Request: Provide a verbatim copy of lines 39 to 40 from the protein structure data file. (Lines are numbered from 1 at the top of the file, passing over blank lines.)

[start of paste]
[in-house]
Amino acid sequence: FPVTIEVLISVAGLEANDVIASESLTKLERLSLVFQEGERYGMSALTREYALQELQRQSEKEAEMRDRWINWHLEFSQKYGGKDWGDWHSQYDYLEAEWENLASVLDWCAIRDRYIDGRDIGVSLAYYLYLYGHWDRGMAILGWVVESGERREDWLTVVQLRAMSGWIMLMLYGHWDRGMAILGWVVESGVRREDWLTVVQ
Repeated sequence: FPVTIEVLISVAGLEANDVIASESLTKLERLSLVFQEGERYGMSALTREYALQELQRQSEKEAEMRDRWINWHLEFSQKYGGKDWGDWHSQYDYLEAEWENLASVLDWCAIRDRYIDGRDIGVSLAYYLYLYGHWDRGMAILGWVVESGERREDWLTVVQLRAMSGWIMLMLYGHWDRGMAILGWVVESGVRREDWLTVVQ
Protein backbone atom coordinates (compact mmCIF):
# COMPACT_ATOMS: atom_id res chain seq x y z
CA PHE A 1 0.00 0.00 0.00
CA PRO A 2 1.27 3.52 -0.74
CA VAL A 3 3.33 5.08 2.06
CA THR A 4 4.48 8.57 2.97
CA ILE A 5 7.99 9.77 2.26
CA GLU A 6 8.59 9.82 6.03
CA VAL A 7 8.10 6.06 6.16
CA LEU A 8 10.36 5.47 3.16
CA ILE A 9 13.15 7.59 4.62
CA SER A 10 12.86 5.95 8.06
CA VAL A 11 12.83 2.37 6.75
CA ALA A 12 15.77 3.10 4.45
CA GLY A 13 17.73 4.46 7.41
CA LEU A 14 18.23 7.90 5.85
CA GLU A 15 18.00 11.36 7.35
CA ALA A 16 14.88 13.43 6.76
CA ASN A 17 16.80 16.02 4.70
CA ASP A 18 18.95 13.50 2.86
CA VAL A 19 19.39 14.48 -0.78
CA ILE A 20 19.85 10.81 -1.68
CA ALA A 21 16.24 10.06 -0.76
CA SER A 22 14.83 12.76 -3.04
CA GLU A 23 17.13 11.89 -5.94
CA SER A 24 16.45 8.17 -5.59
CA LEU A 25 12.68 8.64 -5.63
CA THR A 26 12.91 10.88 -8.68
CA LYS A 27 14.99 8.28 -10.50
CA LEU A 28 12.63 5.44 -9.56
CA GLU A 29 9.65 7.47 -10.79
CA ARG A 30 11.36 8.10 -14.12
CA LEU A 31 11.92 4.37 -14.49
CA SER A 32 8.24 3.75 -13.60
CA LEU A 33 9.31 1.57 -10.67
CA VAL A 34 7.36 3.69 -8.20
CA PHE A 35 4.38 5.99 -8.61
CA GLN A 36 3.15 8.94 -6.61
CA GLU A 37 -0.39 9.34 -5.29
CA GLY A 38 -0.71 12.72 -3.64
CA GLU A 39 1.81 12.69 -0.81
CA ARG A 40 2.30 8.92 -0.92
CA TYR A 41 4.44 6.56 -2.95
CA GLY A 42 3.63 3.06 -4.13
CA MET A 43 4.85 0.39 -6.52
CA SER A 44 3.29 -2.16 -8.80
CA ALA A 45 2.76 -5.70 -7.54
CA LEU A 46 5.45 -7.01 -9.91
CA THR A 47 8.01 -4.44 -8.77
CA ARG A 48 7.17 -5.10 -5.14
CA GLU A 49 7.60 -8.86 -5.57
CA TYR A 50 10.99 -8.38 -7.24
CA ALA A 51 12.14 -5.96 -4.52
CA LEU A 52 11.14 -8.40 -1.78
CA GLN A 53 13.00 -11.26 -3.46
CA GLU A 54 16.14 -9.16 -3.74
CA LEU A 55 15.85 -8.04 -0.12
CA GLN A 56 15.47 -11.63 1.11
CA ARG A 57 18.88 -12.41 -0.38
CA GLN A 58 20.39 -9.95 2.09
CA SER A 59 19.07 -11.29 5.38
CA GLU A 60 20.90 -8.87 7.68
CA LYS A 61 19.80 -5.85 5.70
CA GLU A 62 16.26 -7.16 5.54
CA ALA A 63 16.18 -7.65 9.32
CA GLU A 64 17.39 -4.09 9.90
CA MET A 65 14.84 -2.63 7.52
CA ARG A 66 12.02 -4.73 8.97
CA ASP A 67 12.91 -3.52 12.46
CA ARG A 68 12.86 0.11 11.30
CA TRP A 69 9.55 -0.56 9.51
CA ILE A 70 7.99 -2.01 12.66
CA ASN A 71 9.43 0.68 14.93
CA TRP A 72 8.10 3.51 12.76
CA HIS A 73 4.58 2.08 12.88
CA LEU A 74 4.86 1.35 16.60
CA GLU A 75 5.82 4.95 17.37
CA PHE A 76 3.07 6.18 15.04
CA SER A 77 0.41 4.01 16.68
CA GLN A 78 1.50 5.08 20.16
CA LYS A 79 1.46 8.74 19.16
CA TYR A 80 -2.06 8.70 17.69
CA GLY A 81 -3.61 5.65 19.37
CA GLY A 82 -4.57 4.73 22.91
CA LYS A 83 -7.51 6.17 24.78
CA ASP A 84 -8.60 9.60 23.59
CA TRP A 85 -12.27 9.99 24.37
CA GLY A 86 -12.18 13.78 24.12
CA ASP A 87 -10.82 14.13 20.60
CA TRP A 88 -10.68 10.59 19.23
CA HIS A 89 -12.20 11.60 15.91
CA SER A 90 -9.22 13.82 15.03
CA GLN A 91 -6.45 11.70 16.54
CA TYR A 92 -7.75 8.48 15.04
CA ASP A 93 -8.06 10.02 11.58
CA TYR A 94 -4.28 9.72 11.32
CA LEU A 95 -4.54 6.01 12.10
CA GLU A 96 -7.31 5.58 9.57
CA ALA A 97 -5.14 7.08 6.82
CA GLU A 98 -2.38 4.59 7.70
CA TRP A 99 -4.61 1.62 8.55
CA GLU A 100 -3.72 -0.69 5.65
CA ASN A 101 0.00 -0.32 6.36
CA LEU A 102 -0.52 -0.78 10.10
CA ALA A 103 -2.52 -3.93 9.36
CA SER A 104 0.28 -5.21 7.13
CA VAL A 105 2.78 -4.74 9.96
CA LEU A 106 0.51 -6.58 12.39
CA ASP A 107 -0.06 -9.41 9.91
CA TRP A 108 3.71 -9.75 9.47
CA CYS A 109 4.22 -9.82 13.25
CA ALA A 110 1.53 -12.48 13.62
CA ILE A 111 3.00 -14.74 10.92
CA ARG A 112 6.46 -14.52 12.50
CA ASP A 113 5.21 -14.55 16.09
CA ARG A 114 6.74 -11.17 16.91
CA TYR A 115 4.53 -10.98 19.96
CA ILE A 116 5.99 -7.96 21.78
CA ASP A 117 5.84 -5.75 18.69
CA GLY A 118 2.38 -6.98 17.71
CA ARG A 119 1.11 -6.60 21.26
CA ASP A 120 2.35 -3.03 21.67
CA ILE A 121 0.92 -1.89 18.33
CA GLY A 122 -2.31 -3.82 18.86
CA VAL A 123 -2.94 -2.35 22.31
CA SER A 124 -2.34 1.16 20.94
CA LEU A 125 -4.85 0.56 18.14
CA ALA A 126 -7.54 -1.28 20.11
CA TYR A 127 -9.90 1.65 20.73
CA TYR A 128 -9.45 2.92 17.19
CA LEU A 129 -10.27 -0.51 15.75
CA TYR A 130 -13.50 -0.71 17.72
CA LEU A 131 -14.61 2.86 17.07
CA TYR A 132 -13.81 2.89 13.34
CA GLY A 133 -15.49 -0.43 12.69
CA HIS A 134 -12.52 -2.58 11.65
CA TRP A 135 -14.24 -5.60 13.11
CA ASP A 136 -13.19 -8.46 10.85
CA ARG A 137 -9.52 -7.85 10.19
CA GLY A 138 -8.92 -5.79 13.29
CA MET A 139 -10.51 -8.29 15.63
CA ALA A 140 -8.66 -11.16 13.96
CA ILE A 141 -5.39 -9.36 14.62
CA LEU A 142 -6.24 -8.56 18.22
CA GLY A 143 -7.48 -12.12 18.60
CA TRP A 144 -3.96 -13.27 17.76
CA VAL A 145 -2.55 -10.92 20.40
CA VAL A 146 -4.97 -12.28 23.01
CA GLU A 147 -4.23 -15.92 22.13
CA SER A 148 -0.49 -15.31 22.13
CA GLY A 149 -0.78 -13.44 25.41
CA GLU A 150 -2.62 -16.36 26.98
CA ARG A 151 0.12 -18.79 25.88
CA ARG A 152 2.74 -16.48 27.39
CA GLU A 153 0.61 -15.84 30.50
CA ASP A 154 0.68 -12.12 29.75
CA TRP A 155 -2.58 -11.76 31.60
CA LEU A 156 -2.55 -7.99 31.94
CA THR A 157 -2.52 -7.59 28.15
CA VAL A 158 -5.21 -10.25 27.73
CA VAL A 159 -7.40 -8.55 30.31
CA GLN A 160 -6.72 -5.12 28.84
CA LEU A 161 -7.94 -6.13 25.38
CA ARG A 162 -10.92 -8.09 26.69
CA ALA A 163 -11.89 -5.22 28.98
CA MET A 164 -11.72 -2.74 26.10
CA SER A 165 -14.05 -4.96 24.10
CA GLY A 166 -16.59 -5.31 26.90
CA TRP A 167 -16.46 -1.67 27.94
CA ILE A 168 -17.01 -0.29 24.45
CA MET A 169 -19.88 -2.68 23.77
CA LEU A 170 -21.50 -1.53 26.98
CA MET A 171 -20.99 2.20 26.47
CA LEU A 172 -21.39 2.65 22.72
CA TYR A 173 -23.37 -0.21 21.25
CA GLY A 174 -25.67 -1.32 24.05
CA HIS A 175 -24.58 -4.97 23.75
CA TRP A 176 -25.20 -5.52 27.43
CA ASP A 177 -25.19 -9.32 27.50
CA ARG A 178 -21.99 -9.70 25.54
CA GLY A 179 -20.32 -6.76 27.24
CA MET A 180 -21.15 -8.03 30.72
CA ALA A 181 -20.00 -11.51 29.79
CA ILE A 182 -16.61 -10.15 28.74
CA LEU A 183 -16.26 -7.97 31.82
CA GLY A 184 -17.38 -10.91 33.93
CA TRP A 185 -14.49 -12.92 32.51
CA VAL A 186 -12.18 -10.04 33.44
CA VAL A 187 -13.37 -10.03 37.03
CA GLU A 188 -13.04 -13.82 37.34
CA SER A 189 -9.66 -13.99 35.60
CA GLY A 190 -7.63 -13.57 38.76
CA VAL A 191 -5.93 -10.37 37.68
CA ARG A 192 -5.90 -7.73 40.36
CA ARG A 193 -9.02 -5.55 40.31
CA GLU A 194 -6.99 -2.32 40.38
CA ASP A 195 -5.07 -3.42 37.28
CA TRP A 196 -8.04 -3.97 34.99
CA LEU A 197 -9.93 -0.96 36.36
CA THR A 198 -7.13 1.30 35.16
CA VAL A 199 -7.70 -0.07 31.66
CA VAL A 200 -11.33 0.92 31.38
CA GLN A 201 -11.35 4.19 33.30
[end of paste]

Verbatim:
CA VAL A 34 7.36 3.69 -8.20
CA PHE A 35 4.38 5.99 -8.61